The biggest problem with the proposal, though, is that it seeks to vest large new powers in the executive branch when we already have a well functioning agency to model it on. According to its site the FDIC is an "independent agency of the federal government" that is "managed by a five-person Board of Directors, all of whom are appointed by the President and confirmed by the Senate." Look at the list of banks it has taken over in the last couple of years. Have they been controversial? Has anyone claimed political motives, corruption or incompetence with any of them? It seems to be an agency that focuses very effectively on its mission and manages to stay out of turf wars. Isn't it reasonable to think that its independence along with required collaboration between the president and Senate has helped make it so? Why not just plug the new oversight into a framework even the president acknowledges is working? Why put all that new authority into just one person - one who may not (ahem) enjoy the full confidence of the public or who may appear compromised by industry ties? Why attempt to cut Congress entirely out of the process? It is hard to look at this as a good faith effort to restore confidence in the financial system; it looks more like a power grab from the Bush playbook. The administration is better off not pursuing it.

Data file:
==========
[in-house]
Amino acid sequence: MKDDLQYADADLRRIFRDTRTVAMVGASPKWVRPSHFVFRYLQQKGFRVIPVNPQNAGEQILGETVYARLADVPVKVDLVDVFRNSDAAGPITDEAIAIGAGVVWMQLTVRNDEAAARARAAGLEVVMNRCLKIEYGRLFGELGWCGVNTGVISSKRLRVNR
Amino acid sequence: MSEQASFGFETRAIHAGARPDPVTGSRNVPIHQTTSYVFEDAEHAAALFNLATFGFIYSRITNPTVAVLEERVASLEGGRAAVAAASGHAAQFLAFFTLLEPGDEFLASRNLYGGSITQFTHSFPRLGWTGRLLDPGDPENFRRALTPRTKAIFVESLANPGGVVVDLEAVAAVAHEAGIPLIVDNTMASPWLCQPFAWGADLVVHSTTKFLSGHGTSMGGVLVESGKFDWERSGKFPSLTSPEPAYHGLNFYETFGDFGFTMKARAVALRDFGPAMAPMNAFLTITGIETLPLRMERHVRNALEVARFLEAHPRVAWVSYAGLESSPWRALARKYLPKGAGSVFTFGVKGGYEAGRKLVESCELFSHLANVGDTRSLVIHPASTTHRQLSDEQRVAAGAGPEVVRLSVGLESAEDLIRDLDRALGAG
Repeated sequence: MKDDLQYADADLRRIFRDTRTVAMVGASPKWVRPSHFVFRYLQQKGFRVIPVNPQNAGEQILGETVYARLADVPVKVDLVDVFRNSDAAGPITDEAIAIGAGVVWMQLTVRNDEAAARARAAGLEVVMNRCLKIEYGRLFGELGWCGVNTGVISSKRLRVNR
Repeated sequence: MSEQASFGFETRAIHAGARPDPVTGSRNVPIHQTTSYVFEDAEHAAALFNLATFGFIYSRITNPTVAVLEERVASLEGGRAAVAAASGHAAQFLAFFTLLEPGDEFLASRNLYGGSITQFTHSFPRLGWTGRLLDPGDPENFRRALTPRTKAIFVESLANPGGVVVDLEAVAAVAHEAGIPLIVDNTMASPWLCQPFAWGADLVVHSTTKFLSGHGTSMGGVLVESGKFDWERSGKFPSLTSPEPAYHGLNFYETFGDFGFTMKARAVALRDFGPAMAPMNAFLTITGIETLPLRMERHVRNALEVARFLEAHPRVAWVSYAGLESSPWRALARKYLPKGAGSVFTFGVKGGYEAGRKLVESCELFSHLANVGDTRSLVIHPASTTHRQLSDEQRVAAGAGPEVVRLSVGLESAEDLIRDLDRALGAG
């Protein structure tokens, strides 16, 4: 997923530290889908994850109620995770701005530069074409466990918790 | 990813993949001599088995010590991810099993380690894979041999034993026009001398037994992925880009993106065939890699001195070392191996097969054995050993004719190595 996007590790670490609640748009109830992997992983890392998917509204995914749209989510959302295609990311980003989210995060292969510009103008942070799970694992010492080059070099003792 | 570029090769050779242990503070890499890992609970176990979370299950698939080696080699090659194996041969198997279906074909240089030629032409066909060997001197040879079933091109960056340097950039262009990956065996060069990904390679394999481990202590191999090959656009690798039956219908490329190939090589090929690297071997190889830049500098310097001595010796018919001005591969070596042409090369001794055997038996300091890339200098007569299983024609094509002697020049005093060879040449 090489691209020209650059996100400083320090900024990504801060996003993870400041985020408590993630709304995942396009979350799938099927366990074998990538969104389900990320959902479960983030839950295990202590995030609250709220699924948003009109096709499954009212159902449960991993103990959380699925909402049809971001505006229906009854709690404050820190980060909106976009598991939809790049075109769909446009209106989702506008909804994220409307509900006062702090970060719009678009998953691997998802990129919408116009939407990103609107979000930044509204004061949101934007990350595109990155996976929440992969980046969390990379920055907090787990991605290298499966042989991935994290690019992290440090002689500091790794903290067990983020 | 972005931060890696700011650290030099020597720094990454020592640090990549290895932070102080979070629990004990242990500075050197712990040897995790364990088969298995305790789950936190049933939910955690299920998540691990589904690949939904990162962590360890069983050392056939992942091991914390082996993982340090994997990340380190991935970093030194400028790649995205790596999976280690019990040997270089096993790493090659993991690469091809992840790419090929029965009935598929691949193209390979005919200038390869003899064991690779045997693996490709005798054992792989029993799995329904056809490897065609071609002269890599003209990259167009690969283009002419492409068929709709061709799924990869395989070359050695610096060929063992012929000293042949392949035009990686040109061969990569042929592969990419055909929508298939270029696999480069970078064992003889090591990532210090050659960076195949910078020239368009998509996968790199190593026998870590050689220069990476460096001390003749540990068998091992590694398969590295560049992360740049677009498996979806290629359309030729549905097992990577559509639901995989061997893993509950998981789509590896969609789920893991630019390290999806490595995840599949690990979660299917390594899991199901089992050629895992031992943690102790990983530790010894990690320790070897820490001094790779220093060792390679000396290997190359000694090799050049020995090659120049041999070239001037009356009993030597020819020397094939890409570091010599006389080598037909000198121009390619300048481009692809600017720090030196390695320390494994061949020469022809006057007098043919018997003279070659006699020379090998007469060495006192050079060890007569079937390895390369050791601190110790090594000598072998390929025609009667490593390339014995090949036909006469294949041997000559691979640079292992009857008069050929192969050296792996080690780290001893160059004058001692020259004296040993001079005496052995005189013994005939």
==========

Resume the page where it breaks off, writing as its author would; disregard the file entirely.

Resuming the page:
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Submitted by jawbone on

real objective. Divorced one like Bush looks at the role of the once obscure Office of the Comptroller, which BushCo used to prevent states' Atty Gen'ls from investigating the Biggest Bankster Boiz and feels very uncomfortable aout this new power grab by a US president.